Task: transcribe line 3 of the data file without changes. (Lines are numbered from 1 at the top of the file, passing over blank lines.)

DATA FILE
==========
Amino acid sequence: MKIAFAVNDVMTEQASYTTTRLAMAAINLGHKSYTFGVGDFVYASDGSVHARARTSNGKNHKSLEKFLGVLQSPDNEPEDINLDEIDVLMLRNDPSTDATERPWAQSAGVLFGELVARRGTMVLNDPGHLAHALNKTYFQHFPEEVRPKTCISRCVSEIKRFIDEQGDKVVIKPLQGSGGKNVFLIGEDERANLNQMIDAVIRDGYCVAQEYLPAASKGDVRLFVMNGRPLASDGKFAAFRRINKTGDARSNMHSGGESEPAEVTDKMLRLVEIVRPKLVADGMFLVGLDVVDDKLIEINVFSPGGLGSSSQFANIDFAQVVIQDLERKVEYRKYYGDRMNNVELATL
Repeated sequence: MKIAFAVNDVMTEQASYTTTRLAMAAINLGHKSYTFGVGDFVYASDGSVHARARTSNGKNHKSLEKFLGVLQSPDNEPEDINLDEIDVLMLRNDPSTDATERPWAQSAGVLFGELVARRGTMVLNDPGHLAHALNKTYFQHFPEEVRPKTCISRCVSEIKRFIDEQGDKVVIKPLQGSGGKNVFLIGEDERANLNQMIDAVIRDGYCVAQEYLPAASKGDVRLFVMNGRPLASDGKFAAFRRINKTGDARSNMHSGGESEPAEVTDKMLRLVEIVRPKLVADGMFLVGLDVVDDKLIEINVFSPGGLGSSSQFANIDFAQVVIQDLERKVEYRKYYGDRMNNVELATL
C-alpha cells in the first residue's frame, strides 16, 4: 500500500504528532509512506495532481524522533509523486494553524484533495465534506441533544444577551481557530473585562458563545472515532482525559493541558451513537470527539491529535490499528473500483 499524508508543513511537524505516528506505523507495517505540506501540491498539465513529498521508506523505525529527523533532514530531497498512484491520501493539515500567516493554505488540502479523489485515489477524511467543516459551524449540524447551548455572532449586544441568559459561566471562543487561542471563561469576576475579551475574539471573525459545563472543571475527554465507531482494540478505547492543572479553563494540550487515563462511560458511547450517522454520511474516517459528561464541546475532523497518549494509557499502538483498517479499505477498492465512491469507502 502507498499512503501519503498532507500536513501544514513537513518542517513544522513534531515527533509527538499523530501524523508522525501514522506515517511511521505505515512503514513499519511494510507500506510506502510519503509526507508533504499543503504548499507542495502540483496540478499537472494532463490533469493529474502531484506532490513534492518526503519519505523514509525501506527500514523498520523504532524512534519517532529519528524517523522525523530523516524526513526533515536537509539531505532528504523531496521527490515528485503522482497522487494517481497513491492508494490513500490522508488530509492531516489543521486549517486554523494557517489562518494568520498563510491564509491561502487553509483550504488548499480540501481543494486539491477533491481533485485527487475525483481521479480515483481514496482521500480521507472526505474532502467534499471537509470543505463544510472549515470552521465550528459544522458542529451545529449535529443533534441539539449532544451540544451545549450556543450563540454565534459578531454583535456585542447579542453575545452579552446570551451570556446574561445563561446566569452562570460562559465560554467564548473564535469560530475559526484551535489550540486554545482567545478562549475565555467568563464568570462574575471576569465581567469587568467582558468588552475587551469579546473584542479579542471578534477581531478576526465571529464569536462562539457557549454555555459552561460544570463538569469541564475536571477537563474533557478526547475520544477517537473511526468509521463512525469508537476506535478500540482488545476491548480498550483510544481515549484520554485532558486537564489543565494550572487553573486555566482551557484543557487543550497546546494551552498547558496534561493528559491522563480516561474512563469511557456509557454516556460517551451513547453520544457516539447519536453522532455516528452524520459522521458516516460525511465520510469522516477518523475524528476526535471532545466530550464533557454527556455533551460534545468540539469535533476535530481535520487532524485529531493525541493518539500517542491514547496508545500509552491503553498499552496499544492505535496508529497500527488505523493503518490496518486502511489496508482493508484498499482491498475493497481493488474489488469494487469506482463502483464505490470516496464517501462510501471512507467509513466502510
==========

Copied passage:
C-alpha cells in the first residue's frame, strides 16, 4: 500500500504528532509512506495532481524522533509523486494553524484533495465534506441533544444577551481557530473585562458563545472515532482525559493541558451513537470527539491529535490499528473500483 499524508508543513511537524505516528506505523507495517505540506501540491498539465513529498521508506523505525529527523533532514530531497498512484491520501493539515500567516493554505488540502479523489485515489477524511467543516459551524449540524447551548455572532449586544441568559459561566471562543487561542471563561469576576475579551475574539471573525459545563472543571475527554465507531482494540478505547492543572479553563494540550487515563462511560458511547450517522454520511474516517459528561464541546475532523497518549494509557499502538483498517479499505477498492465512491469507502 502507498499512503501519503498532507500536513501544514513537513518542517513544522513534531515527533509527538499523530501524523508522525501514522506515517511511521505505515512503514513499519511494510507500506510506502510519503509526507508533504499543503504548499507542495502540483496540478499537472494532463490533469493529474502531484506532490513534492518526503519519505523514509525501506527500514523498520523504532524512534519517532529519528524517523522525523530523516524526513526533515536537509539531505532528504523531496521527490515528485503522482497522487494517481497513491492508494490513500490522508488530509492531516489543521486549517486554523494557517489562518494568520498563510491564509491561502487553509483550504488548499480540501481543494486539491477533491481533485485527487475525483481521479480515483481514496482521500480521507472526505474532502467534499471537509470543505463544510472549515470552521465550528459544522458542529451545529449535529443533534441539539449532544451540544451545549450556543450563540454565534459578531454583535456585542447579542453575545452579552446570551451570556446574561445563561446566569452562570460562559465560554467564548473564535469560530475559526484551535489550540486554545482567545478562549475565555467568563464568570462574575471576569465581567469587568467582558468588552475587551469579546473584542479579542471578534477581531478576526465571529464569536462562539457557549454555555459552561460544570463538569469541564475536571477537563474533557478526547475520544477517537473511526468509521463512525469508537476506535478500540482488545476491548480498550483510544481515549484520554485532558486537564489543565494550572487553573486555566482551557484543557487543550497546546494551552498547558496534561493528559491522563480516561474512563469511557456509557454516556460517551451513547453520544457516539447519536453522532455516528452524520459522521458516516460525511465520510469522516477518523475524528476526535471532545466530550464533557454527556455533551460534545468540539469535533476535530481535520487532524485529531493525541493518539500517542491514547496508545500509552491503553498499552496499544492505535496508529497500527488505523493503518490496518486502511489496508482493508484498499482491498475493497481493488474489488469494487469506482463502483464505490470516496464517501462510501471512507467509513466502510